Scott Williams’ Hardcore History – The Extremely Unauthorized History of the ECW

88679A36-D1C1-4235-84A5-86CE09B0AFA8Back in graduate school, I was friends with a guy named Roy who had grown up in a working-class family in Kansas City. Roy was the first in his family to go to college. After graduation, he decided to learn something about the arts scene in K.C., something that he’d never had the chance to do.

Over the next few months, Roy went to “the usual places” on the arts circuit – the symphony, plays, art museums, and other highbrow events. He enjoyed doing something different.

Then he saw an ad for a pro wrestling show that was coming to Kansas City. He decided to go. Roy told me that during the wrestling he found himself thinking, “This is MUCH better than anything else I’ve done the last few months.”

50-Cent Book

Pro wrestling is sort like your “fun uncle” – you might not brag about the time you spend with him, but it’s an awful lot of fun. Last weekend, I was in the Big Fish Thrift Store over in Foley, Alabama, and I saw Scott Williams’ Hardcore History on sale for 50 cents. Reasoning that you can’t go too far wrong for 50 cents, I bought it. While I enjoyed reading it, I can’t give it more than 5.5 out of 10. 

The last couple of weeks were killers for me at work. By Thursday night, I needed a light book that wouldn’t tax my brain. I finished Hardcore History’s 261 pages by the time I went to bed Friday night. The book is a blow-by-blow chronology of Extreme Championship Wrestling’s brief life from the early 1990s to 2001.002651F3-636B-4D49-8AF3-E22AB7E36F39

Strong Material

The book begins with some of its strongest material – an account of ECW’s low-rent beginnings. In the early-1990s, ECW was one of many regional wrestling federations operating in the shadow of the much-larger WWF and WCW. However, largely through the ability of Paul Heyman, ECW succeeded by adding an edge to its matches and also by capitalizing on the 1990s youth culture. The result was a much-beloved challenger to the big boys.

When Hardcore History is good, it’s very good. Williams has gathered some fantastic old war stories from ECW’s people. Some of the best include –

  • Brian Pillman, a former Cincinnati Bengals player and largely-unsuccessful wrestler, who conned the various wrestling leagues into bidding for his services.
  • Beulah McGillicuddy, a former Penthouse model, who used her connection to pro baseball’s Ron Gant as a way to meet the ECW’s Raven. Subsequently, Beulah became one of the ECW’s biggest female stars (though Williams does not seem to have gotten an interview with her).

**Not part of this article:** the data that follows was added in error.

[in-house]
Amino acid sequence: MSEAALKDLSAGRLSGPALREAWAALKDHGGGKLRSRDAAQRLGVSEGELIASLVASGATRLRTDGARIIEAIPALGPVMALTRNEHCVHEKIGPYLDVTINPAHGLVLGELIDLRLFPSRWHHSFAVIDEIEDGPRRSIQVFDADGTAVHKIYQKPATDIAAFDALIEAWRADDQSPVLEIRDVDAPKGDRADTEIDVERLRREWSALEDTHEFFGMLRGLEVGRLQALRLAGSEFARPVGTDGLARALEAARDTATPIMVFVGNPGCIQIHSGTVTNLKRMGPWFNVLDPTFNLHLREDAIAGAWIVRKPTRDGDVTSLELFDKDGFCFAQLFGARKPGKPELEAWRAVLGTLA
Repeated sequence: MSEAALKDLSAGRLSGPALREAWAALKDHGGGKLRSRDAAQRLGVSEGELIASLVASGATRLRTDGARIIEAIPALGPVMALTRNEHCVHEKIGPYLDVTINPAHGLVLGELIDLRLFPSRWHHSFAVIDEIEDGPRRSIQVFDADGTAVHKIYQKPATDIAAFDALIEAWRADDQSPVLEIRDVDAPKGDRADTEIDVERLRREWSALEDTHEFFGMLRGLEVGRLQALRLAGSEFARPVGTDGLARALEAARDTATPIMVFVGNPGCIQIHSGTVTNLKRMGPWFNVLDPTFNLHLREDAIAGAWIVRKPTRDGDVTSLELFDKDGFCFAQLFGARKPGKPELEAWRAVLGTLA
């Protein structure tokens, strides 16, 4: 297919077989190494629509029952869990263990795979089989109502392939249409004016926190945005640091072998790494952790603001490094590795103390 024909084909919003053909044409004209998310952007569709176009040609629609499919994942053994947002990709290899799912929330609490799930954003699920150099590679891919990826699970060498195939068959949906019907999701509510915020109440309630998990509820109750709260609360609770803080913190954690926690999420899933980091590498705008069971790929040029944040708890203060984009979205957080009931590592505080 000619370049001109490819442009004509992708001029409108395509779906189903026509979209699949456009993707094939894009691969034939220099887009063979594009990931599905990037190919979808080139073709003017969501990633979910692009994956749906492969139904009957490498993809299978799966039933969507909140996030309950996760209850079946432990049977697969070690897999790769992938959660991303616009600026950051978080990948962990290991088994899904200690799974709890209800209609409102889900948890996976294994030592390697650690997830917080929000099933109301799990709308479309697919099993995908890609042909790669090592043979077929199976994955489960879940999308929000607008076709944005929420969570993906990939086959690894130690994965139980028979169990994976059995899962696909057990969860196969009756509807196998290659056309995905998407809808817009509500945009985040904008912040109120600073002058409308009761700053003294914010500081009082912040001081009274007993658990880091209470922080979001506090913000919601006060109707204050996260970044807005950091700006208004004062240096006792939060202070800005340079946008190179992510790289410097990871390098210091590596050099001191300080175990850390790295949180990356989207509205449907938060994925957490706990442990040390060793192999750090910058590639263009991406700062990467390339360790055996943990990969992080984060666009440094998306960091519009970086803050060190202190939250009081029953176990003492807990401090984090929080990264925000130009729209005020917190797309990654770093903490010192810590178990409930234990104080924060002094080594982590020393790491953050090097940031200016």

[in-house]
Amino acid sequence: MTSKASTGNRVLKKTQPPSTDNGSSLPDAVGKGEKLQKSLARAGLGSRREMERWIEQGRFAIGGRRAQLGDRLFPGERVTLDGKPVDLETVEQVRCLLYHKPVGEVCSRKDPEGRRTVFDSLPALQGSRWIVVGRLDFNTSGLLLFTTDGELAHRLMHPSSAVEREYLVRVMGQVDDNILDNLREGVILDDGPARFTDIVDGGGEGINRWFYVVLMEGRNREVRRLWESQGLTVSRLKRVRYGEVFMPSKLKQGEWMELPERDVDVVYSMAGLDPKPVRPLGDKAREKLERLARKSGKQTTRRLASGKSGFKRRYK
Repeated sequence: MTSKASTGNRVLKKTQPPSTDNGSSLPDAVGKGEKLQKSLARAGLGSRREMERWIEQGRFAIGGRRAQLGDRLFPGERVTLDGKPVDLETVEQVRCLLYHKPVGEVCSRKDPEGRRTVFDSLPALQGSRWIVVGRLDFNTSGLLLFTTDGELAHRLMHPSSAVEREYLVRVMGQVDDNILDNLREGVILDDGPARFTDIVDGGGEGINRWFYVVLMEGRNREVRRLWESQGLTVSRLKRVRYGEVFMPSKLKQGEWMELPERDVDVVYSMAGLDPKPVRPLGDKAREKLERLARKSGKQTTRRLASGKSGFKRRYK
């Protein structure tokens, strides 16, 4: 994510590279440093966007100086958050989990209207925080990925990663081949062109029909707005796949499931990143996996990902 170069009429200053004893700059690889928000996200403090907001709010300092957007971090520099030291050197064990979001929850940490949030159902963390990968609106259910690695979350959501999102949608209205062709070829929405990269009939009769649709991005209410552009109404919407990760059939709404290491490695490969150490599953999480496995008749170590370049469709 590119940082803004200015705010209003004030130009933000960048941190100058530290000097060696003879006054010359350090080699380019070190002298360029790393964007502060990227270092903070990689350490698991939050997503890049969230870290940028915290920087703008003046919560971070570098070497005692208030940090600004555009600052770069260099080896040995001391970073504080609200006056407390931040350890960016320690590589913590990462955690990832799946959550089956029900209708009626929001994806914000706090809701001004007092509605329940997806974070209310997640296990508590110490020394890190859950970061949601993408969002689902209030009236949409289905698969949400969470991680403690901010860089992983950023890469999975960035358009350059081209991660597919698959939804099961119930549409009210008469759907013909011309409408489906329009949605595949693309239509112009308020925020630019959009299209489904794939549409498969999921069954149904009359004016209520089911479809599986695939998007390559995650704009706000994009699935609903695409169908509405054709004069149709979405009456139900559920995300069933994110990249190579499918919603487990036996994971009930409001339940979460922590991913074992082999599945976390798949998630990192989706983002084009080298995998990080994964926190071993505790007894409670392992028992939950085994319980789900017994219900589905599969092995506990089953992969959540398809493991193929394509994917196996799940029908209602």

• There are some excellent stories of the wrestlers’ many injuries and their rampant abuse of prescription painkillers. Williams was prescient with his focus on wrestlers’ health in his 2006 book, as just a few years later the mainstream press would pick up on the prevalence of injuries among athletes.
  • Perhaps my favorite anecdotes involved the low-rent lifestyle of most of the wrestlers around the ECW. Williams tells of wrestlers sleeping fifteen to a motel room and enjoying their time with “ring rats” (wrestling groupies).

Unsatisfying Aspects

So, why doesn’t Hardcore History rate any higher? The biggest problem is “flow” – the book is choppy – the chronology is difficult to follow. Too often, the tale bogs down into a series of “Wrestler A beat Wrestler B, then – 8 days later, Wrestler C beat Wrestler B, only to be beaten…”. The text just makes your head spin.

The book needs a center, a main figure through whom Williams can tell the ECW’s story. That person existed in Paul Heyman, who was to the ECW what Colonel Tom Parker was to Elvis Presley – promoter extraordinaire.

The problem seems to be that Heyman didn’t participate in the book. The flaw is severe because so much of Williams’ story centers on Heyman.

A lesser issue is Williams’ refusal to analyze the ECW on a deeper level. The ECW’s appeal was based on the fact that it was indeed extreme. For instance, during matches, the ECW permitted male wrestlers to attack female wrestlers – this was not allowed in the larger WCW and WWF.

Similarly, in one of the ECW’s more-infamous incidents, one of its wrestlers (New Jack) severely injured a minor who had lied about his age to get into an ECW match. Williams should have offered some thoughts on whether ECW’s “extreme” philosophy encouraged such incidents likely.